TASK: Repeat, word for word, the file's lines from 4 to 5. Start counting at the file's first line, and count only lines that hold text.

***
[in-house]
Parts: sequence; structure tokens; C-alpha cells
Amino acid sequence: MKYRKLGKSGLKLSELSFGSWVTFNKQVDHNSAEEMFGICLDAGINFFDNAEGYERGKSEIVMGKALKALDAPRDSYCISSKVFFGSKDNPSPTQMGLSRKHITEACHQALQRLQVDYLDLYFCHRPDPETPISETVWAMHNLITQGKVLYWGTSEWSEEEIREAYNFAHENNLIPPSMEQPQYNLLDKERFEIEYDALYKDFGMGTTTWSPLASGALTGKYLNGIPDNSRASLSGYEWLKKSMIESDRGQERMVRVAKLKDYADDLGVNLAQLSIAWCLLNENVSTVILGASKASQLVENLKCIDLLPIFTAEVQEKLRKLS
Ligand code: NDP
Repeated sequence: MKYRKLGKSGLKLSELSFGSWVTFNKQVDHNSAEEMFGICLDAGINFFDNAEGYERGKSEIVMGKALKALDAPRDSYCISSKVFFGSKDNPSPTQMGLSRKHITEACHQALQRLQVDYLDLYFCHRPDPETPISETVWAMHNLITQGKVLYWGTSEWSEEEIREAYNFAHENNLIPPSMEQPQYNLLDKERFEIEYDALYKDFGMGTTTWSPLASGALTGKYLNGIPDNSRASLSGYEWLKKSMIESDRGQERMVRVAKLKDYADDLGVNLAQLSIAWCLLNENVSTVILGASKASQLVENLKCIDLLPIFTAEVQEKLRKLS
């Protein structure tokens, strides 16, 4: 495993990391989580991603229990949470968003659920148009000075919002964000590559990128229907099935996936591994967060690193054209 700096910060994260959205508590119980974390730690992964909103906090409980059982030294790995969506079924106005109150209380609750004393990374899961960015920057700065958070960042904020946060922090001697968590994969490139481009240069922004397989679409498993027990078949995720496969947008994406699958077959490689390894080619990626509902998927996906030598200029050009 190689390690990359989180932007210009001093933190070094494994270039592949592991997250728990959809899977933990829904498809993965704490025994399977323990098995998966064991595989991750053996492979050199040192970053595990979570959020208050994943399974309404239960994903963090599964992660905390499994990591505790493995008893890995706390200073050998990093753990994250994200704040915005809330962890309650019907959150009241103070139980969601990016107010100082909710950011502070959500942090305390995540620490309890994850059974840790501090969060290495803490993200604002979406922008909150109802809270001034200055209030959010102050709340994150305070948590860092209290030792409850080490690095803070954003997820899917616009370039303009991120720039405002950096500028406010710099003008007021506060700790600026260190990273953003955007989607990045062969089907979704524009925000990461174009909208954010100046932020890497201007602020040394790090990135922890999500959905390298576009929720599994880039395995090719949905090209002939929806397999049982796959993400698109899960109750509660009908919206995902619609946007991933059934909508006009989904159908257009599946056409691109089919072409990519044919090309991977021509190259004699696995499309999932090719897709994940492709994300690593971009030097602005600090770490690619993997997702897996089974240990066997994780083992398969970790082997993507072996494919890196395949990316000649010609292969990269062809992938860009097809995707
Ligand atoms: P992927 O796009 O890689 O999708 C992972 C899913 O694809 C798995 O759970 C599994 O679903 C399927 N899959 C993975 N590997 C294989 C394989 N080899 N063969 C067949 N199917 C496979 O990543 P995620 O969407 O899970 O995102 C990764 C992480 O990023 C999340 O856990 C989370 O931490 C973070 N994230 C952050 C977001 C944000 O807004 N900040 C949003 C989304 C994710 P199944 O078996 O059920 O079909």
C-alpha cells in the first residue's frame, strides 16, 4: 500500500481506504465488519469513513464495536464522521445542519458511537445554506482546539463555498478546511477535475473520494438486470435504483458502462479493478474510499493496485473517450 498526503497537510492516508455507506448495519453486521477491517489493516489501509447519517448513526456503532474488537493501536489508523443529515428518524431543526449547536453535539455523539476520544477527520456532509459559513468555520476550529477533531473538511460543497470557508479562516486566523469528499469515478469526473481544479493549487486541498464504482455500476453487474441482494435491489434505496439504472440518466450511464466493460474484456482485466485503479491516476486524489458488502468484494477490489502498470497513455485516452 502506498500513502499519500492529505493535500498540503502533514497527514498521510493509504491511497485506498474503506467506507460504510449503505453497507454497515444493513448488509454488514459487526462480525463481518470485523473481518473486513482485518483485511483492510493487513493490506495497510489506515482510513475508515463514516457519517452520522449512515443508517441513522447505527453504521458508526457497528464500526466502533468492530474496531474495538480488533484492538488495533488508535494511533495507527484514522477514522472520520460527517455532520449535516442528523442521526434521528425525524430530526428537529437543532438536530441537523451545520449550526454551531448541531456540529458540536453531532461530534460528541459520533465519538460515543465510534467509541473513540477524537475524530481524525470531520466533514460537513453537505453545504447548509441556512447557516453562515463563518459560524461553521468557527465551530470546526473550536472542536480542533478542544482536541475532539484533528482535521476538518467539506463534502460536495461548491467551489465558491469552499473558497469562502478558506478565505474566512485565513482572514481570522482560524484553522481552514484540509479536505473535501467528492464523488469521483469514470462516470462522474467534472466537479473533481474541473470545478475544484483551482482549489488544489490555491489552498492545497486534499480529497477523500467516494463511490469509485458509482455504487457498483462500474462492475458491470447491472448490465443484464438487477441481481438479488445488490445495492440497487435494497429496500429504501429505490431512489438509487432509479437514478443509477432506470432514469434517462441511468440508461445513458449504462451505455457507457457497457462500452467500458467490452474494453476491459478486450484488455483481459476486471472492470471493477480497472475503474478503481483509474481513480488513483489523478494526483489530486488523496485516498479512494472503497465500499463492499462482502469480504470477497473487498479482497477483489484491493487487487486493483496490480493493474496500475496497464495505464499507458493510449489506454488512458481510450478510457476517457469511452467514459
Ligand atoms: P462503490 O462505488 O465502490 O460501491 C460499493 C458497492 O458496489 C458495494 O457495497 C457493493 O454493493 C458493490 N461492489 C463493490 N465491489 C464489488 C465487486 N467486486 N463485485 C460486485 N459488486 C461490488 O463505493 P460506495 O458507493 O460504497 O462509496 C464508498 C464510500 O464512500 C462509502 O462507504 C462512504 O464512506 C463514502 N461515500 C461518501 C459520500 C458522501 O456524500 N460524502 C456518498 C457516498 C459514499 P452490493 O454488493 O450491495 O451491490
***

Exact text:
Ligand code: NDP
Repeated sequence: MKYRKLGKSGLKLSELSFGSWVTFNKQVDHNSAEEMFGICLDAGINFFDNAEGYERGKSEIVMGKALKALDAPRDSYCISSKVFFGSKDNPSPTQMGLSRKHITEACHQALQRLQVDYLDLYFCHRPDPETPISETVWAMHNLITQGKVLYWGTSEWSEEEIREAYNFAHENNLIPPSMEQPQYNLLDKERFEIEYDALYKDFGMGTTTWSPLASGALTGKYLNGIPDNSRASLSGYEWLKKSMIESDRGQERMVRVAKLKDYADDLGVNLAQLSIAWCLLNENVSTVILGASKASQLVENLKCIDLLPIFTAEVQEKLRKLS